Under various provincial and territorial laws, you may be required to include the program in your reporting to regulators as well.

Click here to view fees and join.

By law, what notices do I need to show as a political advertiser?

The DAAC’s Political Ads Program helps companies comply with pertinent sections of the Canada Elections Act. Specifically, sections 349.5, 352, 429.3 and 449.2. These sections were part of Bill C-76, known as the Elections Modernization Act, which received Royal Assent on December 13, 2018.

Registered third parties must show (s. 349.5 and 352):

  • Their name,

  • Telephone number,

  • Civic or internet address (URL),

  • An indication that it has authorized the ad’s transmission.

Registered parties, or a person acting on its behalf, or a registered association that causes partisan advertising to be conducted must provide (s. 429.3 and 449.2):

  • Notice that the ad was authorized by one of the party’s registered agents or one of the association’s electoral district agents.

The program may also meet the notice requirements in provincial and territorial election acts.

Under the Ontario Election Finances Act, the program applies to section 22(9).

In what way is the Political Ads Program helping my organization comply with the law?

As a political or issue-based advertiser, you have a responsibility to show ad viewers information about who is placing the ads being served to them.

You can do this by writing the notice into the ad copy itself, or you can use the Political Ads Program as an unobtrusive, interactive, notice. Upon mouse hover (or click/tap) of the purple icon that is shown on the ad, an information box displays inside the ad unit with the notice that is required in accordance with the Canada Elections Act and various provincial and territorial elections acts.

Can I run the Political Ads Program notice on issue-based ads?


The notice can be used for organizations who are placing issue-based ads. The notice provides transparency to users, informing them of the ad’s origin.

What is issue-based advertising?

According to Elections Canada, issue advertising is the transmission of a message to the public during an election period that takes a position on an issue with which a candidate or registered party is associated without identifying the candidate or party in any way. Like other election advertising, issue ads must include a “tagline” (what the DAAC calls a “notice”).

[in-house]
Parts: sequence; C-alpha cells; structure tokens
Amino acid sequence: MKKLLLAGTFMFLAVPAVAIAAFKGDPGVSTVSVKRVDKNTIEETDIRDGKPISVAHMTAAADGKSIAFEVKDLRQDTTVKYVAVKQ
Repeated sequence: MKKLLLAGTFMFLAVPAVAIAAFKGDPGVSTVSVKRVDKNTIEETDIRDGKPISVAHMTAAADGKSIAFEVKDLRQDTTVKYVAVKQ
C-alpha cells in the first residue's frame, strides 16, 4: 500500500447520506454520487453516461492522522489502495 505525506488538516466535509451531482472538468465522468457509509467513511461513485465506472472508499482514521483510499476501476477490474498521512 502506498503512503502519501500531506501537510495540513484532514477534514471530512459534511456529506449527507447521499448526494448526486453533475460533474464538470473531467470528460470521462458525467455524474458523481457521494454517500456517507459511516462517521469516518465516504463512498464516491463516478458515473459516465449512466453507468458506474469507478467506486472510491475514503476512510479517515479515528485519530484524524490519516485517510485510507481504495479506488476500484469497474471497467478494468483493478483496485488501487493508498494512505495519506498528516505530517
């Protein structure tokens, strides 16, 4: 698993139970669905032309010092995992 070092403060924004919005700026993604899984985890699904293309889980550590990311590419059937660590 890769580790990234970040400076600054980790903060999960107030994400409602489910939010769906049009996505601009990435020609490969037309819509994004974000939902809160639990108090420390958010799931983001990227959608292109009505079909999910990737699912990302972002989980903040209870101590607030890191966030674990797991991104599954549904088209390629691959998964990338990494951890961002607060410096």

There are three essential elements in issue advertising:

  • Timing: The ad transmission must be during the election period. Any issue ads transmitted outside that period are not regulated.

  • Content: The content of the ad must be for or against an issue with which at least one candidate or registered party is associated. Such issues could be social, domestic or foreign policy, economics, or national security issues. Individuals or groups can learn more about issues associated with registered parties and candidates based on the registered party or candidate's political platform, debates they participate in, social media campaigns, etc.

  • Context: Determining whether a particular message promotes or opposes an issue with which a candidate or registered party is associated is largely done based on the facts. An issue ad transmitted during the election could at some point become associated with a candidate or registered party. It is, therefore, important to be mindful that any political ad for or against an issue transmitted on a platform during elections may be regulated.

More information can be found on the Elections Canada website.

The DAAC also recommends reviewing Facebook’s framing of issue-based ads on their platform:

Who is the DAAC?

The Digital Advertising Alliance of Canada (DAAC) is a consortium of leading national advertising and marketing associations whose members share commitment to delivering a robust and credible program for responsible online interest-based advertising ( and political advertising (